New video from Chongjin, showing economic change

June 12th, 2017

By Benjamin Katzeff Silberstein

Unification Media Group (and Daily NK) continues their series of videos from North Korea highlighting some of the trends and features of the economy. The new video shows, among other things, how private companies are renting space from state enterprises, and notes that private alternatives to state-run businesses often function more smoothly:

Although North Koreas private economy continues to develop, the public sector is showing signs of rapid decline. This is partly explained by the rise of North Koreas newly-affluent middle class, who are referred to as the donju. Donju traders study the preferences of consumers in order to make profits, while state companies continue to operate according to bureaucratic management principles that have remained unchanged for years.
A video obtained exclusively by Daily NK and filmed inside North Koreas Chongjin City shows evidence of these trends. In the video, a state-run bathhouse called Sunam Undokwon can be seen. In North Hamgyong Province, the state manages a variety of businesses, including barbershops, beauty salons, and restaurants. While the shops appear well kept on the exterior, the interiors reveal the true state of the businesses. The bathhouse, for example, does not have properly running water. Problems like this have caused a steep dropoff in clientele at state-run businesses.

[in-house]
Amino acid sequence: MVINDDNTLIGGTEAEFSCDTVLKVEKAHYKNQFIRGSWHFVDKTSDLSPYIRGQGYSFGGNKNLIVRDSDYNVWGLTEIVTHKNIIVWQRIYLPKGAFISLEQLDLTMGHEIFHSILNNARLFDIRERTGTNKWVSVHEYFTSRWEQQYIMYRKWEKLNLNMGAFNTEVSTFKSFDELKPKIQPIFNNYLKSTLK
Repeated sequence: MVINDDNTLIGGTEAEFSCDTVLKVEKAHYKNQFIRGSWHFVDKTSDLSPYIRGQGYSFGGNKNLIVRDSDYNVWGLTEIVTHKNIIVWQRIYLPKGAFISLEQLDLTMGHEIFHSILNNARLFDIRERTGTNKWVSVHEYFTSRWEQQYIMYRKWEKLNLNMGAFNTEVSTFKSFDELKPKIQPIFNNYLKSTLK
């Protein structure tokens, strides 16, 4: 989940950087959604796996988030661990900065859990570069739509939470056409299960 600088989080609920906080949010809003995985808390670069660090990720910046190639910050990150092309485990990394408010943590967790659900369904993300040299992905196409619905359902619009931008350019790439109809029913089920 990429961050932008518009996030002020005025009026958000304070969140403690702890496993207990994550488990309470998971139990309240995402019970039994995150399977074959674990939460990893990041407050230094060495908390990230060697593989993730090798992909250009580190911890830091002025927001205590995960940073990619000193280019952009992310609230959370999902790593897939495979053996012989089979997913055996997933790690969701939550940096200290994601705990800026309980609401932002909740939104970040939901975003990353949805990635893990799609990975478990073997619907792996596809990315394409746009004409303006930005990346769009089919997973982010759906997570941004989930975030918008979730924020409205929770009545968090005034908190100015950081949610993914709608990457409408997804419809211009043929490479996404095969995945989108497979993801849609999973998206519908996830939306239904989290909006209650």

In contrast, bathhouses operated by the donju have drawn a large customer following as they strive to cater to the needs of their clients. A privately-operated bathhouse and a soft drink vending stall can be seen in the video within a business center called Chongjin Shop. The Chongjin Shop is run by Kangsung Trading Company, which itself has an affiliation with the Ministry of the Peoples Armed Forces. The bathhouse here has reliably running water and a steam room, and thus is the preferred bathhouse in the area.
The water isnt heated at the state-run bathhouse, so customers are forced to fill up small buckets and heat them up on small coal-fired stoves. The brown smoke and burning stench are so severe that customers tend to avoid it. But the privately-run bathhouses have robust fireplaces and the hot water always comes out strongly and without interruption, an inside source from North Hamgyong Province told Daily NK.
Unlike public bathhouses, private shops offer ttaemiri, professionals who scrub down the bathers with abrasive cloths designed to exfoliate the skin. This service is creating a lot of buzz among customers, with factory workers coming to work as ttaemiri in the evenings. The popular service is drawing in donju and Workers’ Party cadres alike, as they flood into the bathhouses after eating dinner to relieve their stress.